What is particularly interesting is the 5.3% of participants who indicated their rank as the sometimes-controversial zeroth kyu.
Table 4 Rank? (N=75)
While the majority of participants (60.5%) indicated that they had been born in Australia, there was a range of other birth countries, with the most common being China (11.1%), the UK (7.4%), Hong Kong and South Korea (3.7% each). Within Australia, the geographic distribution of participants broadly followed Australian population distribution more generally, although NSW was slightly under-represented and Victoria slightly over-represented (Table 5). Table 5 Which state do you currently live in? (N=82)
Playing Go in Australia
One of the major areas of interest with this survey was trying to find out how people play go. We know there is a strong online presence of go globally, but does this generalise to Australia? How does it compare to those who play go through local clubs?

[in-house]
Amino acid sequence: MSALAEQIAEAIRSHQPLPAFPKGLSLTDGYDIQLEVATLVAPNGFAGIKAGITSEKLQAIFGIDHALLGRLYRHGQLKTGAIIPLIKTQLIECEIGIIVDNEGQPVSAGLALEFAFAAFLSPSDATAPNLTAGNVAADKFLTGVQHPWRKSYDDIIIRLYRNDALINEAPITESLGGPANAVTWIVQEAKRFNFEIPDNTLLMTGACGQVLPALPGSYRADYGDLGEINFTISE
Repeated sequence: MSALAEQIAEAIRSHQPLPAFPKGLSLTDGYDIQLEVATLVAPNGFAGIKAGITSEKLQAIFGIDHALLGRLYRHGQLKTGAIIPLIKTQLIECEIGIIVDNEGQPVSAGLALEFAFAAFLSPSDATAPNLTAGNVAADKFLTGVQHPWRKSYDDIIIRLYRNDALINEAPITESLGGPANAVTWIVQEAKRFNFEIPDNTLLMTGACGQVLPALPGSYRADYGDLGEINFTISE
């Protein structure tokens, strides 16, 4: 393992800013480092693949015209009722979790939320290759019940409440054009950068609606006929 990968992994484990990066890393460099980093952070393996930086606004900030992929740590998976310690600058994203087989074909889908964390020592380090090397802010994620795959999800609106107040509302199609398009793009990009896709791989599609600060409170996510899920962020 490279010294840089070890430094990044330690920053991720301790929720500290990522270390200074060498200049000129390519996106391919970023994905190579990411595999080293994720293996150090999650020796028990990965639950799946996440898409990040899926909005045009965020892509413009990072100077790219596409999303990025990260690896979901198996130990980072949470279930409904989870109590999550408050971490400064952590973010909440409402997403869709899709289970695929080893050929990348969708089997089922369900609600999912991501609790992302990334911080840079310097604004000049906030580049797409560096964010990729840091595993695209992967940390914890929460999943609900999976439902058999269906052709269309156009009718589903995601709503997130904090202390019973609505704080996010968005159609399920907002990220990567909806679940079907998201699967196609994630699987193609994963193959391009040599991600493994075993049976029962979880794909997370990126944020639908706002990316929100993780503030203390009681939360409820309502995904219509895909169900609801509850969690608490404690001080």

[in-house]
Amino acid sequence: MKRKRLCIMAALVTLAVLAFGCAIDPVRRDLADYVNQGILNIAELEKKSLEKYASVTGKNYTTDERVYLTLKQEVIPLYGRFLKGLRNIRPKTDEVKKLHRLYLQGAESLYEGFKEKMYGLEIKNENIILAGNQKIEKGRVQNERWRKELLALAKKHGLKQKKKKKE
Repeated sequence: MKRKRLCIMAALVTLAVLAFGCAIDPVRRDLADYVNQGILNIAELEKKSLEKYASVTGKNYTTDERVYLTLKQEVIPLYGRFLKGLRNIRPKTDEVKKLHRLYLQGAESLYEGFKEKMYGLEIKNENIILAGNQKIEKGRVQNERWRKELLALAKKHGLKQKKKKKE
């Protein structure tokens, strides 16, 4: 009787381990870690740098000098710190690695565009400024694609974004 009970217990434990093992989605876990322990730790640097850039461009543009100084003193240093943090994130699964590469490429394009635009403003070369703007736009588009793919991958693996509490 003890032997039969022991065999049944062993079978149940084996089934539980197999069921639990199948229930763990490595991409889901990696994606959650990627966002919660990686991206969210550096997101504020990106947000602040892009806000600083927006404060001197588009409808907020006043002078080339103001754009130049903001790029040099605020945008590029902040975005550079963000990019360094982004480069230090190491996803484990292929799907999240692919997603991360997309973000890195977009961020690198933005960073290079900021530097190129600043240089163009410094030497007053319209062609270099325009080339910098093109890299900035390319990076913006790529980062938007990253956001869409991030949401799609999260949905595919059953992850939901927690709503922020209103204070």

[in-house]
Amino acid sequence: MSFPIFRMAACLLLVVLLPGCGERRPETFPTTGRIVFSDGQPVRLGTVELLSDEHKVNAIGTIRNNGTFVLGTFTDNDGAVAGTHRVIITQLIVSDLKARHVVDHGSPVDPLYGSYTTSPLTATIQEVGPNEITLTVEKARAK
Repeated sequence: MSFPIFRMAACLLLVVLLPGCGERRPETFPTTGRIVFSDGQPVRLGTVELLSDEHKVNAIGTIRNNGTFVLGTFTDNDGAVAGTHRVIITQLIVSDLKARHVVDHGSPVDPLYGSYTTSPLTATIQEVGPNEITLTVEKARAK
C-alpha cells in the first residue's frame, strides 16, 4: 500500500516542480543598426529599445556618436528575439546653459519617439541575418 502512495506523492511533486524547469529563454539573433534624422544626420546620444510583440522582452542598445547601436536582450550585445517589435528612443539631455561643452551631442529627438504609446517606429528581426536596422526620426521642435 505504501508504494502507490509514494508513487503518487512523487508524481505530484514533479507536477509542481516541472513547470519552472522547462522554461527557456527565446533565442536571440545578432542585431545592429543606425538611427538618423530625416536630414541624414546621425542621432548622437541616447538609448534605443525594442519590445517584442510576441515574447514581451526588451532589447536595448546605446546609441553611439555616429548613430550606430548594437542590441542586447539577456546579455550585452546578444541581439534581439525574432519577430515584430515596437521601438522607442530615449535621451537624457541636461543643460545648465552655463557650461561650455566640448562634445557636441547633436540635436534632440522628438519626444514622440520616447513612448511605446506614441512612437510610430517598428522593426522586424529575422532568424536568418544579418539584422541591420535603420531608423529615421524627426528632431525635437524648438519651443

While there was a strong attempt to recruit from outside the normal formal club system, it seems plausible that those groups would propagate the survey to their members more readily than could be done through anonymous, online servers. So caution must be exercised in interpreting these figures with regard to representativeness.
|Table 6 Where do you play go? (N=114)|
|Venue Absolute number||Percentage of respondents|
|Local club 55||48.2|
|Local tournaments 28||24.6|
|Non-local clubs 8||7|
|Non-local tournaments 12||10.5|